Resolution bumping is a generalization technique for manipulating GTOPO30 and other small-scale DEMs. The technique alters digital elevation surfaces so that rugged, high mountains are more legible and look more natural as compared to unmodified data (Figure 3).
Fig. 3. Resolution bumping: (left) A 3D scene of the western Alps created from 1 km GTOPO30 elevation data; the detailed terrain appears choppy when vertical exaggeration is applied. (middle) The data downsampled to 8 km resolution. Although excessively generalized, major landforms now appear distinctly. (right) A scene created from 1 km and 8 km elevation data blended at a 4:6 ratio. This treatment etches a hint of topographic detail onto generalized major landforms.
When used for 3D visualizations, unmodified GTOPO30 data typically produces mountains with a choppy appearance. Vertical exaggeration, which is a graphical necessity when making small-scale landscape visualizations, exacerbates the choppiness. Especially problematic are glaciated northern mountains comprised of tightly packed ridges and valleys—for example, the Coast Ranges of British Columbia and the Alps, which often appear as an irregular texture rather than as recognizable topography. Solitary high peaks with small surface area, such as Mount Shasta or the Matterhorn, spike upwards like the Eiffel Tower. Used in combination, topographic detail, vertical exaggeration, and small-scale presentation are the enemies of legible mountain depiction.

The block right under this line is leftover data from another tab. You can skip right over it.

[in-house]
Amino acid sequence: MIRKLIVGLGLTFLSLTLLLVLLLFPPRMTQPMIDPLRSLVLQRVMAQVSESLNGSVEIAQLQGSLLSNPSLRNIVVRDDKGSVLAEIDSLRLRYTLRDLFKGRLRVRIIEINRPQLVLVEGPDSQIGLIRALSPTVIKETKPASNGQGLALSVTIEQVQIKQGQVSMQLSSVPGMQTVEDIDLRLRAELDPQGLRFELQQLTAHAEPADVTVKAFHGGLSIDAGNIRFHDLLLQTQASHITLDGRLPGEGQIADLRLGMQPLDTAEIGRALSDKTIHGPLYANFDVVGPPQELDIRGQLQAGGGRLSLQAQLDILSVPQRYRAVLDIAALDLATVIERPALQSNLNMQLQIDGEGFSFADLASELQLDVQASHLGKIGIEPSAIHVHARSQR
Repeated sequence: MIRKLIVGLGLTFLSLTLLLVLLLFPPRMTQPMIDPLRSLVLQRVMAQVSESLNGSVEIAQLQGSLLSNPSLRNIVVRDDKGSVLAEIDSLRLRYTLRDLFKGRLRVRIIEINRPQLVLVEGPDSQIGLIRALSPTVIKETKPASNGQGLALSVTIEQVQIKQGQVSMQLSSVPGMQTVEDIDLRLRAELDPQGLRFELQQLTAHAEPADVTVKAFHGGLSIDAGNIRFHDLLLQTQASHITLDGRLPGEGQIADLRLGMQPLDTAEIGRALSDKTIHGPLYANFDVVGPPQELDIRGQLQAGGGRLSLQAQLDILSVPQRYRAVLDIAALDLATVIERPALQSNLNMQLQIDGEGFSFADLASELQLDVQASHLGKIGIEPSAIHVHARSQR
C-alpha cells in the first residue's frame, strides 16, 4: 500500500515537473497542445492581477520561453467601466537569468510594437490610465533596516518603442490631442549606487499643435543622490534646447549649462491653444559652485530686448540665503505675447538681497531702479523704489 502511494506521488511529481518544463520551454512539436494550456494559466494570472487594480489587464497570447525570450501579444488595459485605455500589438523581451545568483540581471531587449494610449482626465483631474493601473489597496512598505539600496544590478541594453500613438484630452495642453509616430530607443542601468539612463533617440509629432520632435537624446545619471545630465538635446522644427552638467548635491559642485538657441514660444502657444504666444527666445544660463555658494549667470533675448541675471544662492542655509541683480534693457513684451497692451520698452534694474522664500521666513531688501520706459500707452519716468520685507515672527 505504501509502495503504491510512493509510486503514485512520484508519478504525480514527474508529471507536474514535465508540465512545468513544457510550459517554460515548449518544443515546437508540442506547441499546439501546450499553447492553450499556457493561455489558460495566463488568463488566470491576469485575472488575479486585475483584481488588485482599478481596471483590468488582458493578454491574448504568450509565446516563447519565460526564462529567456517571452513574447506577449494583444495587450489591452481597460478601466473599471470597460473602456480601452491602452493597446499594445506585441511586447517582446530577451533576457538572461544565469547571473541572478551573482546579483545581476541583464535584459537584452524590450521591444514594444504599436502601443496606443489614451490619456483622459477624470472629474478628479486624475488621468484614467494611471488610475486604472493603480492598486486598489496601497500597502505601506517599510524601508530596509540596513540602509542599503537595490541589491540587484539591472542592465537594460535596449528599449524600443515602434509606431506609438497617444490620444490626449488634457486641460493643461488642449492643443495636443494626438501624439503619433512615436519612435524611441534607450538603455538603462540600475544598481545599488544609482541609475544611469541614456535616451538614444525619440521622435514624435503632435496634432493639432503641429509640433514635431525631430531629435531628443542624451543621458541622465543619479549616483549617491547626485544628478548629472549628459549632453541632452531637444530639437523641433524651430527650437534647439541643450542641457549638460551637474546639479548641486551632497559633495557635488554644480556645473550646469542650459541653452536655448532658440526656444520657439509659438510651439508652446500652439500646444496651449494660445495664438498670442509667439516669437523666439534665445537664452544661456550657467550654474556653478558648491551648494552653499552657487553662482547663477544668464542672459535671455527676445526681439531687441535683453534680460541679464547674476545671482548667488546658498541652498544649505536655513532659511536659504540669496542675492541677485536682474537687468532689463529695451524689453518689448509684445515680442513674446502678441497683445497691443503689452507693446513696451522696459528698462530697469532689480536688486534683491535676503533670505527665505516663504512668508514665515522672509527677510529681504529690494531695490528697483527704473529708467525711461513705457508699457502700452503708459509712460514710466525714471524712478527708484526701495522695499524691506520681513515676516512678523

Downsampling GTOPO30 data to a sparser resolution alleviates the problems outlined above. Generalized data is better for depicting patterns within mountain ranges and is more tolerant of vertical exaggeration. Downsampling elevation data, however, introduces new problems that are arguably worse than the now corrected original problems. Knife-edged mountain ridges appear excessively rounded, like the vacuum-formed plastic relief maps used in schools, and simplified valley bottoms are prone to misregistration with drainages.